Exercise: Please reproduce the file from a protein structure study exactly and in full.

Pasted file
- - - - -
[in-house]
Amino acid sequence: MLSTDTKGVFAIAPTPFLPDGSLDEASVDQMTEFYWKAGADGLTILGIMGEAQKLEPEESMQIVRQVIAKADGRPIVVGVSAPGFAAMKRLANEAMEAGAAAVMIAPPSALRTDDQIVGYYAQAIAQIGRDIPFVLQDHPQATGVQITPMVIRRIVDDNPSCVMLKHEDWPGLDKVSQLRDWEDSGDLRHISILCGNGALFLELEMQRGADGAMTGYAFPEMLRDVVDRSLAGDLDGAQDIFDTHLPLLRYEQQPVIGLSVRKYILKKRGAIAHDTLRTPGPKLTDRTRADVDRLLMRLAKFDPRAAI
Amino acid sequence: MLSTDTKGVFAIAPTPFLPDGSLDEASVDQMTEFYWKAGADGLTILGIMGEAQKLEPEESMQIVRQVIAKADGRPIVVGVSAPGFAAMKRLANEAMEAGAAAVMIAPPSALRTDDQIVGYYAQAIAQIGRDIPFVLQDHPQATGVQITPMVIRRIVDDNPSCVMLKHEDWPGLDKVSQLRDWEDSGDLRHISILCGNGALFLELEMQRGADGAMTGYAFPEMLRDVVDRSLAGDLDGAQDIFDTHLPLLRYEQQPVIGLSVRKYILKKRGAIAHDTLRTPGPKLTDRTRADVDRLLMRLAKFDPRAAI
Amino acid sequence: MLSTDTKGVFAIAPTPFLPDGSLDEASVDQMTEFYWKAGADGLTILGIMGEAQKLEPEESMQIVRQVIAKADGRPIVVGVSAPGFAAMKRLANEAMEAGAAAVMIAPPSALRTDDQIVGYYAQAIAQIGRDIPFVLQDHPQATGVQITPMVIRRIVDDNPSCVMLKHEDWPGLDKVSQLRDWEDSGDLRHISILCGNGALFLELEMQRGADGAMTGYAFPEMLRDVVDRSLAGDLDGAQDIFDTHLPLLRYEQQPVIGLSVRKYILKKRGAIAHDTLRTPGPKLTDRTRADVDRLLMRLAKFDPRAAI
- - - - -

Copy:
[in-house]
Amino acid sequence: MLSTDTKGVFAIAPTPFLPDGSLDEASVDQMTEFYWKAGADGLTILGIMGEAQKLEPEESMQIVRQVIAKADGRPIVVGVSAPGFAAMKRLANEAMEAGAAAVMIAPPSALRTDDQIVGYYAQAIAQIGRDIPFVLQDHPQATGVQITPMVIRRIVDDNPSCVMLKHEDWPGLDKVSQLRDWEDSGDLRHISILCGNGALFLELEMQRGADGAMTGYAFPEMLRDVVDRSLAGDLDGAQDIFDTHLPLLRYEQQPVIGLSVRKYILKKRGAIAHDTLRTPGPKLTDRTRADVDRLLMRLAKFDPRAAI
Amino acid sequence: MLSTDTKGVFAIAPTPFLPDGSLDEASVDQMTEFYWKAGADGLTILGIMGEAQKLEPEESMQIVRQVIAKADGRPIVVGVSAPGFAAMKRLANEAMEAGAAAVMIAPPSALRTDDQIVGYYAQAIAQIGRDIPFVLQDHPQATGVQITPMVIRRIVDDNPSCVMLKHEDWPGLDKVSQLRDWEDSGDLRHISILCGNGALFLELEMQRGADGAMTGYAFPEMLRDVVDRSLAGDLDGAQDIFDTHLPLLRYEQQPVIGLSVRKYILKKRGAIAHDTLRTPGPKLTDRTRADVDRLLMRLAKFDPRAAI
Amino acid sequence: MLSTDTKGVFAIAPTPFLPDGSLDEASVDQMTEFYWKAGADGLTILGIMGEAQKLEPEESMQIVRQVIAKADGRPIVVGVSAPGFAAMKRLANEAMEAGAAAVMIAPPSALRTDDQIVGYYAQAIAQIGRDIPFVLQDHPQATGVQITPMVIRRIVDDNPSCVMLKHEDWPGLDKVSQLRDWEDSGDLRHISILCGNGALFLELEMQRGADGAMTGYAFPEMLRDVVDRSLAGDLDGAQDIFDTHLPLLRYEQQPVIGLSVRKYILKKRGAIAHDTLRTPGPKLTDRTRADVDRLLMRLAKFDPRAAI